Frequentist v. Bayesian

Main difference:

  • Frequentists treat $\theta$ as an unknown element of $\Theta$.

  • Bayesians treat $\theta$ as if drawn at random from $\Theta$ using $\pi$, where $\pi$ is known.

Bayesian approach requires much stronger assumptions.

  • Is all uncertainty random?
  • Aleatory

    • Canonical examples: coin toss, die roll, lotto, roulette
    • under some circumstances, behave "as if" random (but not perfectly)
  • Epistemic: stuff we don't know

  • Standard way to combine aleatory variability epistemic uncertainty puts beliefs on a par with an unbiased physical measurement w/ known uncertainty.

  • Claims by introspection, can estimate without bias, with known accuracy, just as if one's brain were unbiased instrument with known accuracy

  • Bacon put this to rest, but empirically:

    • people are bad at making even rough quantitative estimates
    • quantitative estimates are usually biased
    • bias can be manipulated by anchoring, priming, etc.
    • people are bad at judging weights in their hands: biased by shape & density
    • people are bad at judging when something is random
    • people are overconfident in their estimates and predictions
    • confidence unconnected to actual accuracy.
    • anchoring affects entire disciplines (e.g., Millikan, c, Fe in spinach)
  • what if I don't trust your internal scale, or your assessment of its accuracy?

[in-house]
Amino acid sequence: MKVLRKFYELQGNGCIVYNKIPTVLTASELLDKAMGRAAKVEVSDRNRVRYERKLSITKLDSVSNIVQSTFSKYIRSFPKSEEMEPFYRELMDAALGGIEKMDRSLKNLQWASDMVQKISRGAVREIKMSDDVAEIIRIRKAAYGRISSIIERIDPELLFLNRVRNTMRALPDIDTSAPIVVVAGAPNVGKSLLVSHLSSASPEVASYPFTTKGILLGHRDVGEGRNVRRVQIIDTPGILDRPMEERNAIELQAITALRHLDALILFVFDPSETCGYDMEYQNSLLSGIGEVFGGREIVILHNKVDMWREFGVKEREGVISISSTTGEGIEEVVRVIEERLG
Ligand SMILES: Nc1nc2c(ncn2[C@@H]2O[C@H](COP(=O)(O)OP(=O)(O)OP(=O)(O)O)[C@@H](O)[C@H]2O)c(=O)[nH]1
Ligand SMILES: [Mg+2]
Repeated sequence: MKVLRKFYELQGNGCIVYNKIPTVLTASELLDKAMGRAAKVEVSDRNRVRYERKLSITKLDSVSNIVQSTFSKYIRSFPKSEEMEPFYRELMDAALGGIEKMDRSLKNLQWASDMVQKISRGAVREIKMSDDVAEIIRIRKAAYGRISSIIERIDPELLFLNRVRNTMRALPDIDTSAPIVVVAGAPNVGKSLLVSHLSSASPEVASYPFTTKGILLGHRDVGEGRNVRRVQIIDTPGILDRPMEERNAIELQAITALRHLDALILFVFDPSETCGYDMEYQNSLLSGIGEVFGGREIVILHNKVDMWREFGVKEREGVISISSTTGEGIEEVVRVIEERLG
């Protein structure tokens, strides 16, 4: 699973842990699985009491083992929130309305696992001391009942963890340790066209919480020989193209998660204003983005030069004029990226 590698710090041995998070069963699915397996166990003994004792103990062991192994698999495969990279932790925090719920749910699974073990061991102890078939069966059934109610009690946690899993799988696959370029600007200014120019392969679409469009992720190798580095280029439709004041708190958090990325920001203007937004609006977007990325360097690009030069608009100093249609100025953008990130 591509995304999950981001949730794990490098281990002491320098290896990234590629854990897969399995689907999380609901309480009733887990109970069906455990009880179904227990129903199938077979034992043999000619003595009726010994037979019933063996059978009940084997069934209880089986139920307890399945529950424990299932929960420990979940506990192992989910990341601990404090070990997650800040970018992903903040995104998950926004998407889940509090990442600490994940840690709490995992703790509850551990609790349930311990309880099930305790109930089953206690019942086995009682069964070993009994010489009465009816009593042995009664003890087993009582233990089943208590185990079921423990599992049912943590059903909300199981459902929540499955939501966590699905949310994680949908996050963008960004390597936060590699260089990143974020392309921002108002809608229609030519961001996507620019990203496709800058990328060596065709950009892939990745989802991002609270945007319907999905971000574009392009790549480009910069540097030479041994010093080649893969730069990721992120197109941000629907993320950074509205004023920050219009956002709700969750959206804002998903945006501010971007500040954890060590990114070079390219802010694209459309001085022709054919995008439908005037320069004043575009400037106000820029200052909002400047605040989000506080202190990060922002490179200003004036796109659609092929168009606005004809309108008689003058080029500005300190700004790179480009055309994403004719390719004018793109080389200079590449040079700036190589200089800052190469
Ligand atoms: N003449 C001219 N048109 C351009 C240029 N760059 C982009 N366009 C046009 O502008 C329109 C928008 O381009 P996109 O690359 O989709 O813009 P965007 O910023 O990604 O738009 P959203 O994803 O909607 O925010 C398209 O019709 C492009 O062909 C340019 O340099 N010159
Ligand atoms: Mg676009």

• same observations that are factored in as "data" are also used to form beliefs: the "measurements" made by introspection are not independent of the data

  • Posterior uncertainty measures meaningful only if you believe prior

  • Changes the subject

  • Is the truth unknown? Is it a realization of a known probability distribution?

  • Where does prior come from?

    • Usually chosen for computational convenience or habit, not "physics"

    • Priors get their own literature

    • Eliciting priors deeply problemmatic

    • Why should I care about your posterior, if I don't share your prior?

  • How much does prior matter?

  • Slogan "the data swamp the prior." Theorem has conditions that aren't always met.

  • Can grade Bayesian methods using frequentist criteria, e.g.:

    • Is the estimator consistent?

    • What is the MSE or other measure of risk?

    • What is the coverage probability of a credible region?

Inverse problems and infinite-dimensional unknowns

Quantifying uncertainty

Consider Bayesian and frequentist versions of 2 summaries:

  • mean squared error (frequentist) and posterior mean squared error (Bayesian)

  • confidence sets (frequentist) and credible regions (Bayesian)

Mean Squared Error and Posterior Mean Squared Error

$$ \mbox{MSE}(\widehat{\lambda}(Y), \eta) \equiv E_\eta \| \widehat{\lambda}(Y) - \lambda[\eta] \|^2. $$$$ \mbox{PMSE}(\widehat{\lambda}(y), \pi) \equiv E_\pi \| \widehat{\lambda}(y) - \lambda[\eta] \|^2. $$
  • MSE is an expectation with respect to the distribution of the data $Y$, holding the parameter $\theta = \eta$ fixed.